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The Parachute Dress

By Marcus B. Gray, MS

Wildlife Biologist

The years following WWII are full of stories relaying the interesting ways that soldiers returning from deployment reused materials and items from their travels in civilian life. One of my high school teachers, Mr. Duncan, told us how his father, a liberator of concentration camps, brought back one of the large ceremonial German flags. The elder Mr. Duncan would periodically cut a few feet of fabric off the flag to have pajamas made. I suppose he slept well. My Grandpa Kehr had a myriad of propaganda trinkets from little cards and a lighter to swastika arm bands given to him by disillusioned party members as the occupying forces arrived. There are documented cases of dresses being made from parachutes loved ones came home with after the war. We had the opportunity to speak with a woman who not only had her favorite garment sewn from a parachute the "neighbor boy" gave her but was also directly involved in collecting milkweed pods to support the victory effort. As people from the Greatest Generation dwindle in number, the urgency to collect their eyewitness accounts is real.

Think back to a time when country doctors made house calls, returned home for their midday meal (often referred to as “dinner”) and kids walked to school. In fact, the children even returned home to eat during a break in their lessons. That was the childhood experience of Mrs. Barbara Gauger. Mrs. Gauger took some time to visit on the phone with Sustainable Monarch about her involvement in gathering natural materials used by the armed forces.

“We felt very patriotic.”

-Barbara Gauger

Barbara’s father was a WWI Veteran that attended college to study medicine. He saw becoming a physician as a way to get off the farm, yes, but really as an opportunity to help the local community. He took time out of his busy schedule to accompany Barbara on outings to collect milkweed pods. She said they would go afield with their little paper sacks in the road ditches surrounding the dairy farms outside of Waseca, Minnesota. At the time, Mrs. Gauger was 7 or 8 years old and recalled her Girl Scout Troop and friends making trips as well. While there wasn’t a clear civic movement for adults, there were an estimated 12 occasions when children in the town collected milkweed. Barbara had one sibling and her brother reportedly was active in the Boy Scouts who were also involved in the effort. It was fun and gave all the young children something to do. We asked what some of her favorite wildflowers were that she remembered, and Barbara recalled a fondness for lily of the valley and wild phlox. Now retired and living in the desert of the Southwest, she likes cactus flowers and enjoys bluebonnets. She spoke fondly of picking gooseberries, which make wonderful pies.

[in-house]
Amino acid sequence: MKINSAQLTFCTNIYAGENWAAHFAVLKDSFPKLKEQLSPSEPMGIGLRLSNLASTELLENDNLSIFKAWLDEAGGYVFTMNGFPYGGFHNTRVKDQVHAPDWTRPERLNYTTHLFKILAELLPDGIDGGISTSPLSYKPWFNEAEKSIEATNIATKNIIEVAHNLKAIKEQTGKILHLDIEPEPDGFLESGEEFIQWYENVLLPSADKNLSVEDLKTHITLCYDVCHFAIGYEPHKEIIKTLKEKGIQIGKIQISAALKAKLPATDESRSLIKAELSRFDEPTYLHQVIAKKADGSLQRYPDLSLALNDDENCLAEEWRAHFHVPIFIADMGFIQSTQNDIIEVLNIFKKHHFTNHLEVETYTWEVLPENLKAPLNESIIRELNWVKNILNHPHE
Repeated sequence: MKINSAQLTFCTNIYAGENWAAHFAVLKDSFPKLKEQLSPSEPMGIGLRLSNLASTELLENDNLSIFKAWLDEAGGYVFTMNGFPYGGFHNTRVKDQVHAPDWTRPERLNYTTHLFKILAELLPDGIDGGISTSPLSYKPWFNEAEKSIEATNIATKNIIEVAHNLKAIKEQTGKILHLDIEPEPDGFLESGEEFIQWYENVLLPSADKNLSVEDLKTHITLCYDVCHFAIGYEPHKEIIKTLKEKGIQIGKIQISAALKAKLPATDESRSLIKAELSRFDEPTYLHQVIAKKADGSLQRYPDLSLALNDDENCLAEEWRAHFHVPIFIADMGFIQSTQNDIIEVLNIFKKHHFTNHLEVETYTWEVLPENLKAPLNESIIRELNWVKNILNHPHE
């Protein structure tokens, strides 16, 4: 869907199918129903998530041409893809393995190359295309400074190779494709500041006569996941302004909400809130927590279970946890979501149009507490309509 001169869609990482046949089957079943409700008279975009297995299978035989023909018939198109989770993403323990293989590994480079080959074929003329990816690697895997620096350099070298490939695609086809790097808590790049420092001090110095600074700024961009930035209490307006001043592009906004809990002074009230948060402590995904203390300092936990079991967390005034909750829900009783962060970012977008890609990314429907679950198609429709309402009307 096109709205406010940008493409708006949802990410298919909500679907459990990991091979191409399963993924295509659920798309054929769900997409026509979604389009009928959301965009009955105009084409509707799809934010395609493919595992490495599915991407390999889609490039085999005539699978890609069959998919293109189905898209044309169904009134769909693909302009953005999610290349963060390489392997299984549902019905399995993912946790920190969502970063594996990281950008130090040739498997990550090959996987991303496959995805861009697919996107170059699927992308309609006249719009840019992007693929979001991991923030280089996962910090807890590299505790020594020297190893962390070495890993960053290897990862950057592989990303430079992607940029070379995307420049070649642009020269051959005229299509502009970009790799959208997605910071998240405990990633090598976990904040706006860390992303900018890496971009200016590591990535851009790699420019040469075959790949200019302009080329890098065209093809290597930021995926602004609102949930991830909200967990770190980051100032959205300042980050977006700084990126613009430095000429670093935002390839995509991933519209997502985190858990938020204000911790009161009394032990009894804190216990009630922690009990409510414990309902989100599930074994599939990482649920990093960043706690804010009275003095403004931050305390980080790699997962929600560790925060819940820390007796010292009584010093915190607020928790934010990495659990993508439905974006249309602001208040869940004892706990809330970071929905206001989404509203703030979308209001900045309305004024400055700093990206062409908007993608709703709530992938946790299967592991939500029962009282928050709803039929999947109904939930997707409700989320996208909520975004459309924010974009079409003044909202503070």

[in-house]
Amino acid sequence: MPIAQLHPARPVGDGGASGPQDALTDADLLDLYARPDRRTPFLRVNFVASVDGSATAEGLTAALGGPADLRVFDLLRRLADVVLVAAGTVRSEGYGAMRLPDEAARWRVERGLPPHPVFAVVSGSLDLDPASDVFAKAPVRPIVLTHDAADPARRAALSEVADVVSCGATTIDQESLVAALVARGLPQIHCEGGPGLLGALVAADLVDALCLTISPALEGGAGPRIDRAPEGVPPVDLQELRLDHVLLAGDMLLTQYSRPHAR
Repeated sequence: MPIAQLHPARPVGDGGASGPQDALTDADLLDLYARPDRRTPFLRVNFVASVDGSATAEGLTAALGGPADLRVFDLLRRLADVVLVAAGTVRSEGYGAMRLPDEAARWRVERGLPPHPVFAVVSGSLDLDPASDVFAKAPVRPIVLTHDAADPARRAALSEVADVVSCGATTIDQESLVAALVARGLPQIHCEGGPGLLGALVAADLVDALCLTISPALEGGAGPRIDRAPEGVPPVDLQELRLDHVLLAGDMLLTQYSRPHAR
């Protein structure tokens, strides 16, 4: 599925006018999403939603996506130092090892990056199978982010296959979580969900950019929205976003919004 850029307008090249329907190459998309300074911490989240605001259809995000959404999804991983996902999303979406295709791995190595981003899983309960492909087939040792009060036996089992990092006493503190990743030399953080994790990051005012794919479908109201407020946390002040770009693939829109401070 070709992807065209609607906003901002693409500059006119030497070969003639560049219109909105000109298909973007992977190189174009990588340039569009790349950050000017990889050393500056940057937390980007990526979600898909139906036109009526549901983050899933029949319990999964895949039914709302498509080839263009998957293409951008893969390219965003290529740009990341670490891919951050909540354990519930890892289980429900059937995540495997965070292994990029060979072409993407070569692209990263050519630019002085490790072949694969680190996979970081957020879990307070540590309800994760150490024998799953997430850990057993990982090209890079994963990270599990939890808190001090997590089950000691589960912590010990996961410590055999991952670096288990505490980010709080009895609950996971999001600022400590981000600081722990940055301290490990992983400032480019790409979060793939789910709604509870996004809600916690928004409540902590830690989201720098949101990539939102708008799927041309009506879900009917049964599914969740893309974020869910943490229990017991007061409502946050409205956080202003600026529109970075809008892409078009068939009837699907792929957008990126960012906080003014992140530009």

It can be difficult for people today to imagine the hardships previous generations faced. The sacrifices of the World Wars and Great Depression are being felt in many ways. With the pandemic situation going on now, folks are getting a taste of what it was like to mobilize against a global threat. The benefits of a real economy built on a diversity of revenue streams that forge local ties and foster a true sense of community couldn’t be timelier as everyone is looking to the past for answers. An economy built on natural resources without degrading them benefits businesses and people at home but allows for the resilience we need to pull together in times of crisis. The work of Sustainable Monarch promotes a connection with the land that improves the bottom line of farmers and entrepreneurs that invest in their hometowns while increasing habitat needed for butterflies and other wildlife. The spirit of patriotism and pride in the place where you live are just as important now as they were in the 1940’s. Let’s all be like Mrs. Gauger and do our part to bring natural fibers to the “front lines” of conservation.

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